cross promotion / Marketing / marketing for authors

Promoting and Marketing

I was accused the other day on FB of having a scarcity mentality, while the other person proudly proclaimed they had an abundance mentality. After I got through face-palming over the ridiculousness of it, I decided it was a good point to bring up here. You see, this person was reacting to my having asked a question after they seemingly randomly shared links to their books on someone else’s wall. Getting huffy and saying that the person had been looking for books to read… fine, I really didn’t care. But the snarky comment, when this person is known for their book spamming?

As marketing goes, in general it is considered really bad manners to be constantly pushing your books. Doing it on your own FB wall, twitter feed, or what have you is one thing. If you do it too often people will tune you out or unfollow you. But promoting your books in groups, semi-private events, other’s personal timelines… those are really bad manners and justifiably will get you tossed on your ear from most places. I know that some groups allow promotion on certain days, but even then it’s questionable.

So why is this? When we’re pushing our own work, there’s a fine line between “look at my beautiful baby!” and “hey, meester, wanna meet my seester? She’s cheap!” Desperation never looks good on anyone. But you want to, need to, sell your book and get it in front of other eyes…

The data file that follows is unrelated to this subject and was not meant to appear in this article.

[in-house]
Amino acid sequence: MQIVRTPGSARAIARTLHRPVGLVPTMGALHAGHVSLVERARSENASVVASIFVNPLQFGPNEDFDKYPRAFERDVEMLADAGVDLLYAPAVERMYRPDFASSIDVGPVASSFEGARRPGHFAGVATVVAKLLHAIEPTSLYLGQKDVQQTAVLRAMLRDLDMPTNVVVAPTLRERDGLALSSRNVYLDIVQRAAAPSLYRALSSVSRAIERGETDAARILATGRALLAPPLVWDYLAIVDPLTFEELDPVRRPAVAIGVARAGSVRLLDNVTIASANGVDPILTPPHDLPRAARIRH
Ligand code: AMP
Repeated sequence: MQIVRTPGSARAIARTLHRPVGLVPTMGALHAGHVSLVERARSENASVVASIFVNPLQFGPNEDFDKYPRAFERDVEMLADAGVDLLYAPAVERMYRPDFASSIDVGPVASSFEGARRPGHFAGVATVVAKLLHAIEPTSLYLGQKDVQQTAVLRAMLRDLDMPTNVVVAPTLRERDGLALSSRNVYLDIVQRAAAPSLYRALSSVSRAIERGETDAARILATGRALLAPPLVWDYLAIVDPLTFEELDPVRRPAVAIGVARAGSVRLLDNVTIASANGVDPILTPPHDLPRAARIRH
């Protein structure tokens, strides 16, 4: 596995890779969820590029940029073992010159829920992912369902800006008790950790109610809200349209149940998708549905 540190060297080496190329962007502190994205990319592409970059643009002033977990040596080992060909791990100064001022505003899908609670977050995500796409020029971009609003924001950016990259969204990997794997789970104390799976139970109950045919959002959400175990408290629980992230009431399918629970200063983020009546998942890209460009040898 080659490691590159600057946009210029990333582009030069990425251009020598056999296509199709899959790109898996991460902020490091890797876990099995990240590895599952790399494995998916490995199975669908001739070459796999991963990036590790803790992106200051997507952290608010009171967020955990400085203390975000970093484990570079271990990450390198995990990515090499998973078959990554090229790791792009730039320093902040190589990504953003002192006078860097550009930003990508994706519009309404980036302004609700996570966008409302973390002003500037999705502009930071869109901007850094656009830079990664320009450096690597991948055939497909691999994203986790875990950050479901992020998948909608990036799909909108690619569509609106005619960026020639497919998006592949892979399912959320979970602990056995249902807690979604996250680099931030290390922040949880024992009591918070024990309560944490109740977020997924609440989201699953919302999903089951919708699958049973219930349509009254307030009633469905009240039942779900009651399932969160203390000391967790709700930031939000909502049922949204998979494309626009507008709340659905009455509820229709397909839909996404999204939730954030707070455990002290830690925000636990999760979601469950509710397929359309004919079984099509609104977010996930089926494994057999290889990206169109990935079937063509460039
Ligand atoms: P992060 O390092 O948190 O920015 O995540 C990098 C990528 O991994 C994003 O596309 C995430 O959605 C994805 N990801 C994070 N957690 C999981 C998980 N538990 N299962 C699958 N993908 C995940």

You know what looks a million times better than pushing your own book? Pushing someone else’s book. Read more at Mad Genius Club… 

Sarah Hoyt

A Few Good Men in my bed.



8 thoughts on “Promoting and Marketing

  1. One of the concepts people talk about is a “post scarcity society”. Economics is based on “scarcity”, the idea that there isn’t enough of “stuff” (whatever stuff you might be thinking about) for everyone to have as much as they might want. And so different ideas are floated about the “best way” to move stuff around among the people who want it.

    For the most part, we can call this “reality.” However in science fiction people have speculated about the possibility that maybe there can be enough “stuff” for everyone to have as much as they want. If you had something like Star Trek replicators, or Drexler’s assemblers combined with practically unlimited energy, anyone could have as much “stuff” as they want. It’s an interesting exercise to speculate what such a “post scarcity society might look like but, for the time being and the foreseeable future it isn’t something we are going to see in reality.

    But I guess some people want to use it as an excuse to spam your wall with their marketing stuff. 😉

    Liked by 2 people

    • I never really understood the motivations for people in a post scarcity society. Scarcity is what motivates people to work, because they need money to buy the things they need/want. Remove that scarcity, and why should people work?

      I’ve heard the arguments that, without the need for money, people would be free to work however they wish, without worrying about success or failure, but someone needs to do crappy work. There are always crappy jobs to be done. Are these people really saying that someone will actually want to do those jobs?

      Sorry, but it just sounds like pie in the sky Utopianism to me.


  2. Well, the book was pretty good (Sarah’s tend to be), but having A Few Good Men in _my_ bed is not going to happen. *shrugs* Personal taste and all that. Your mileage obviously varries. . . 😉


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